Special Purpose Computing Focuses on Energy Efficiency

To improve the climate models that predict global warming, climatologists are seeking model resolutions on the order of 1 km. Unfortunately, building the required 200 petaflop machine with today’s commodity-hardware approach would cost $1B and would result in a staggering 40 megawatts of power consumption.

A group of researchers at Lawrence Berkeley National Labs, who must be aware of the irony inherent in using 40 continuous megawatts to better predict global warming, may be returning supercomputing to its specialized roots but along a new vector (yes, weak pun intended). In addition to the Cray-era focus on raw power, they are emphasizing energy efficient computation where floating point operations per watt is the key metric.

Their approach has already been described at EcoTech Daily and the lab’s Research News so I’m just going to summarize it here. They are working on specialized hardware consisting of 20 million very low power embedded processors (of the sort used in iPods and cell phones) wired together with the specific climate calculations in mind. By trading flexibility for efficiency, the design should achieve a ten-fold improvement in the floating point operations per watt metric and the resulting 200 petaflop machine is predicted to require only 4MW of power and cost $75M to build.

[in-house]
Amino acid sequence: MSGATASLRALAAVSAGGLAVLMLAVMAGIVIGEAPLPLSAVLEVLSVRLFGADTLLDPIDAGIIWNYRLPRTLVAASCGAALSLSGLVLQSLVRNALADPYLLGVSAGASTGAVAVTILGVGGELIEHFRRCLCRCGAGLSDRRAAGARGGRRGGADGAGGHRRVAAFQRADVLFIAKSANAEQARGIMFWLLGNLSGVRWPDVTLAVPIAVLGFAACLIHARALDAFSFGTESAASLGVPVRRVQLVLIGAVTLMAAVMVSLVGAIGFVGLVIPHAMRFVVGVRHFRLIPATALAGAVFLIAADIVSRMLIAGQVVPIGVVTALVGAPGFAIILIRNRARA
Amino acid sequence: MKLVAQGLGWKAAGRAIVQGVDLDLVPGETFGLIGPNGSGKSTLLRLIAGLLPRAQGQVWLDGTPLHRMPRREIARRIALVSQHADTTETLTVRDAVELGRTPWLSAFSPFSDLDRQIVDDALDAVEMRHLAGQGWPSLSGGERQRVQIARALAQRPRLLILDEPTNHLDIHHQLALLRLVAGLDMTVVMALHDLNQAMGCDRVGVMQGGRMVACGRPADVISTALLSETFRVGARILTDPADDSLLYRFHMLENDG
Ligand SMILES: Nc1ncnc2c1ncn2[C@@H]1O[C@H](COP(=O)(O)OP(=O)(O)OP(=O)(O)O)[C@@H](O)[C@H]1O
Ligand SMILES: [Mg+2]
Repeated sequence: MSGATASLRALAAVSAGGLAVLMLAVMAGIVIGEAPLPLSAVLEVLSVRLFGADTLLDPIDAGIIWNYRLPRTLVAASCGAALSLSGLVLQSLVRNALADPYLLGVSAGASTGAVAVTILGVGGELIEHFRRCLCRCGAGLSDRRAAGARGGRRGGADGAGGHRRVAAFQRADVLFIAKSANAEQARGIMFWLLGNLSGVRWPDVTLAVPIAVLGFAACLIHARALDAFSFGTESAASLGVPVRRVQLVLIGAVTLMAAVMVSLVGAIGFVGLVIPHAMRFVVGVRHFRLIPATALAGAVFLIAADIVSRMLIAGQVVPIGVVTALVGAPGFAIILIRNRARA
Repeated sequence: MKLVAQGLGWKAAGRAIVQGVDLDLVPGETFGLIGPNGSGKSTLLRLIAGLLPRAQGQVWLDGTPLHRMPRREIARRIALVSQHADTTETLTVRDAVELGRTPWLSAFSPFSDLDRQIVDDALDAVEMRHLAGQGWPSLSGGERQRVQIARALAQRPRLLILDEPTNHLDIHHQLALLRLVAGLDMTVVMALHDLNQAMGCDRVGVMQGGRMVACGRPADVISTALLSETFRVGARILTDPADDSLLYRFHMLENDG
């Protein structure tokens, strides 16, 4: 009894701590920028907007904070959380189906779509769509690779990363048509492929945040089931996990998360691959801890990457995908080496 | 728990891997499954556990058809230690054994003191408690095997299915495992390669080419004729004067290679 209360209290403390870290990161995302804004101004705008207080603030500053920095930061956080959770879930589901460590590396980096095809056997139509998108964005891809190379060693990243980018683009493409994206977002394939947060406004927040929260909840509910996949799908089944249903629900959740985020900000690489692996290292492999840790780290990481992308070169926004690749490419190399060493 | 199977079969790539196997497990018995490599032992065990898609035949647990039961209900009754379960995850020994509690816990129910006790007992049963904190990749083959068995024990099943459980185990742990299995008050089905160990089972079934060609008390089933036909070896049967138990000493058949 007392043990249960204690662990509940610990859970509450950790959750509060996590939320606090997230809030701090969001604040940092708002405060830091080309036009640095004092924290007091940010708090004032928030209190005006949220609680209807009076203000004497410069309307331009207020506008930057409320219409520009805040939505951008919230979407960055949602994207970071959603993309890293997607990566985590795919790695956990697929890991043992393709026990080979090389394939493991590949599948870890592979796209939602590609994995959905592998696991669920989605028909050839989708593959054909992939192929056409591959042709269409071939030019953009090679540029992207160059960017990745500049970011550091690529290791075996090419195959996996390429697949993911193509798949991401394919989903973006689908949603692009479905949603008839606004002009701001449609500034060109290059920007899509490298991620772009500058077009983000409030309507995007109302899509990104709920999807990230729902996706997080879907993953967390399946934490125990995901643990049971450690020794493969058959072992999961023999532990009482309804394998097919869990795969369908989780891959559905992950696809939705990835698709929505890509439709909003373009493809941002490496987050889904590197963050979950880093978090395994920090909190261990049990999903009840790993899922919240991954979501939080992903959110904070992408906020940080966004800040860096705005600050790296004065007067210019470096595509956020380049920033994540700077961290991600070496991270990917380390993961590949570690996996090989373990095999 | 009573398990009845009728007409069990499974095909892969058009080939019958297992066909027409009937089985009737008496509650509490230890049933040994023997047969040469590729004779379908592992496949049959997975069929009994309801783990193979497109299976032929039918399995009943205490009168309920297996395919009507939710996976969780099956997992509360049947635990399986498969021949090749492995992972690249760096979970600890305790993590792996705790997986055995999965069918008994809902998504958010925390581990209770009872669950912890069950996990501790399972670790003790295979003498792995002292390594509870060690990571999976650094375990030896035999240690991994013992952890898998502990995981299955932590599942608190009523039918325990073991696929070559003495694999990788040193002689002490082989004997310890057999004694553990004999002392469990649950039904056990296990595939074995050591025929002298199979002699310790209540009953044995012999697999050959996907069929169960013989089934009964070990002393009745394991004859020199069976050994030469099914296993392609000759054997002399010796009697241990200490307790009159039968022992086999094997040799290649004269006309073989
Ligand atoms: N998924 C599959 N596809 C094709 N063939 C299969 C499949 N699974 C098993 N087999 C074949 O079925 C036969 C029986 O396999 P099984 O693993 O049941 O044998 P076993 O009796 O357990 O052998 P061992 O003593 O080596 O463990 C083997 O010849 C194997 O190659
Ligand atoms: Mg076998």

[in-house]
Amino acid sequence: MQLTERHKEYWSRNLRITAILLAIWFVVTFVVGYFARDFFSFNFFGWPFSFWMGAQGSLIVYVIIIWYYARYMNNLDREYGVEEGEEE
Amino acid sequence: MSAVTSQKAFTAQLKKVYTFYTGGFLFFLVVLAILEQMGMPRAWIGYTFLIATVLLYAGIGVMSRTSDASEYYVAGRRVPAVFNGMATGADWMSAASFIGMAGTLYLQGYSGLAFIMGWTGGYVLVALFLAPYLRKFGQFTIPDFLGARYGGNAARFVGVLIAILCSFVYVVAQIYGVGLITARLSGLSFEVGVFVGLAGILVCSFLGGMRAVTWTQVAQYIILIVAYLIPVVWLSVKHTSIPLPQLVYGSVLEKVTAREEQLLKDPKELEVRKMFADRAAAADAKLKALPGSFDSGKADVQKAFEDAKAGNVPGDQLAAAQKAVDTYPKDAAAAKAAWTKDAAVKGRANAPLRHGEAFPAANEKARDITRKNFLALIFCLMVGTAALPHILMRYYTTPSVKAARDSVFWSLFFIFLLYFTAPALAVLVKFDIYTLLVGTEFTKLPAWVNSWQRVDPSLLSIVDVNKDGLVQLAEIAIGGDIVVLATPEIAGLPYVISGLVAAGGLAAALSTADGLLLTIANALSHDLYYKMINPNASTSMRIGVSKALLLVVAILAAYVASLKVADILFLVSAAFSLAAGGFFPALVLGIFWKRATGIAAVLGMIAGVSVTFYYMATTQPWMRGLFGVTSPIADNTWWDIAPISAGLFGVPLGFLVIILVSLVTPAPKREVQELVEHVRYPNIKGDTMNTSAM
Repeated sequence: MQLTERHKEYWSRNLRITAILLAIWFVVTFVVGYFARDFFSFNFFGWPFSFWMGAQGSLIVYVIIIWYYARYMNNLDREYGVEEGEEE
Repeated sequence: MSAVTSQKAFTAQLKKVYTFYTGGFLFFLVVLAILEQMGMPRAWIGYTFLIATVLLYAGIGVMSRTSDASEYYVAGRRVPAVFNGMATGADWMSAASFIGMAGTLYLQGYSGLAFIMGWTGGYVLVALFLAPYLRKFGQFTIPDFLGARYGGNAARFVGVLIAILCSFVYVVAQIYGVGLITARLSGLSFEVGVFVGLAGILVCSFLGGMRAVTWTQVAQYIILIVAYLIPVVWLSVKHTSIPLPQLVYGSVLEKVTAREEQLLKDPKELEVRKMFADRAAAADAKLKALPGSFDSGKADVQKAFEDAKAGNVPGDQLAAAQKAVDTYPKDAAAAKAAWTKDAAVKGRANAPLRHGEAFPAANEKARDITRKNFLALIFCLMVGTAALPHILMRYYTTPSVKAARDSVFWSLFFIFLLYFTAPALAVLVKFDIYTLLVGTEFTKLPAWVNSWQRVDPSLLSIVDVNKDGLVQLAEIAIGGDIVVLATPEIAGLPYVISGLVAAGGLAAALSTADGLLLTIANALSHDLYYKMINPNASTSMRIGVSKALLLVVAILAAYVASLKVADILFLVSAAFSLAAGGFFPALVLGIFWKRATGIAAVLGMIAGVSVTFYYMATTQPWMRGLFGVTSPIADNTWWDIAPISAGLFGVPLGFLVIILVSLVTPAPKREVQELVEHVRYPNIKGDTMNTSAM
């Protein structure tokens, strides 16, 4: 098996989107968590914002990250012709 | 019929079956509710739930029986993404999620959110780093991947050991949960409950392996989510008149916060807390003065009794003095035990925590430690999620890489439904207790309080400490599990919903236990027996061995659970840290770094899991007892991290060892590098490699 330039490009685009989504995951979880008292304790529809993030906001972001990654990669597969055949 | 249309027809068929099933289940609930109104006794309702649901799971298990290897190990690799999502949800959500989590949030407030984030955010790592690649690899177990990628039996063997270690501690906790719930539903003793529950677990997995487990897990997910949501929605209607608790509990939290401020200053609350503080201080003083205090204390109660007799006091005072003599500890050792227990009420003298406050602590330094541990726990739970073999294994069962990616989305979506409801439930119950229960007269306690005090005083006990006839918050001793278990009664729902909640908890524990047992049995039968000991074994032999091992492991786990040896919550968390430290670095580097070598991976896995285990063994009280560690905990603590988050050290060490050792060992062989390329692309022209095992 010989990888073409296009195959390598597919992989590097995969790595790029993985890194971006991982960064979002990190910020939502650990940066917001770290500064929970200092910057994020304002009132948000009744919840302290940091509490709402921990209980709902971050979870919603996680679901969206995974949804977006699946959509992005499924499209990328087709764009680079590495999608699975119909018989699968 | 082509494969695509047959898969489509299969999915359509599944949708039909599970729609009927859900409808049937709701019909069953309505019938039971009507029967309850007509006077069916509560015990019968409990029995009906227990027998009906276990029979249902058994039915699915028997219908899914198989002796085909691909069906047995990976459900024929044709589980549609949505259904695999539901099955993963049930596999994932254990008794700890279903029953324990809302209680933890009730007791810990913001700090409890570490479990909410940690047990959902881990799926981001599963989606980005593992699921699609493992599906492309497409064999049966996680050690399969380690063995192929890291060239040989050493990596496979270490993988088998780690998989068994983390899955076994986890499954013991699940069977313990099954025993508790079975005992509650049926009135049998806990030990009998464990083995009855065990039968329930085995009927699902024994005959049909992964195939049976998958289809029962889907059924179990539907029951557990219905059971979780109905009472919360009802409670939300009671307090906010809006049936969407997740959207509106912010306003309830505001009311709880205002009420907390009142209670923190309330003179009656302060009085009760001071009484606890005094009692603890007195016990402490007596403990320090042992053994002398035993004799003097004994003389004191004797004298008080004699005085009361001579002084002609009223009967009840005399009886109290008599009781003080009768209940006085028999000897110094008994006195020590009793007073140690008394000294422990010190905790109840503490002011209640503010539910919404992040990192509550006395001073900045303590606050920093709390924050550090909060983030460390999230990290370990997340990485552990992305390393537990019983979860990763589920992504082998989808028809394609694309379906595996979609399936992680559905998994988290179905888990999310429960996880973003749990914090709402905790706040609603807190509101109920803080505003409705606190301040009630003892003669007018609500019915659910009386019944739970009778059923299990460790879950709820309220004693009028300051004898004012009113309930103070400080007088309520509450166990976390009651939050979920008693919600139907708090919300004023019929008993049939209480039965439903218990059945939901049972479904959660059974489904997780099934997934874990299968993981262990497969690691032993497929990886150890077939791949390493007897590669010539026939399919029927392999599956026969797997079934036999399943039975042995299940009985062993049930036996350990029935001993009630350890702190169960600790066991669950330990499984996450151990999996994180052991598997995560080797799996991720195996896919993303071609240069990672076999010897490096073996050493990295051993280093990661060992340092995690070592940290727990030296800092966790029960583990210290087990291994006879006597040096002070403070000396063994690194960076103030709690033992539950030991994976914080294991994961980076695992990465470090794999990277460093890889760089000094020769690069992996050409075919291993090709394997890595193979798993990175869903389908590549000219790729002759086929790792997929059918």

Their motivations in their own words:

“What we have demonstrated is that in the exascale computing regime, it makes more sense to target machine design for specific applications,” Wehner said. “It will be impractical from a cost and power perspective to build general-purpose machines like today’s supercomputers.”

Specialized problems are amenable to specialized solutions and scientific computation seems particularly suitable to this kind of approach. However, on the web and in corporate IT where computing is both more general and inefficiently deployed, the first wave of energy efficiency improvements are being addressed primarily through a combination of virtualization and incremental improvements in commodity chip design.

I don’t think software carpooling will be the only game in town for long though. While virtualization and dynamic provisioning are facilitating better utilization of existing hardware, virtualization comes with a performance cost of its own and can be no better than the hardware it is running on. Once you get four passengers in a V-8 powered SUV further improvements have to come from changing driving habits and modifying the vehicle.

As virtualization initiatives pick the low hanging fruit, further gains will come from fundamental hardware improvements (which may include analogous specialization) in concert with “best efficiency” dispatching that targets optimal server utilization in a dynamic server pool. An interesting example of this kind of approach is described here (pdf).

As I’ve touched on before, beyond that, a “systems view” to optimize the whole data center as it operates under changing conditions and with heterogeneous hardware might come next. Returning one last time to the carpooling analogy, this would be like a smart traffic routing system that keeps each car-pooling hybrid moving at its most efficient speed. The end result might be an optimally-sized mixed pool of specialized and commodity hardware each dispatched to operate the data center holistically at its best unit of work per watt.

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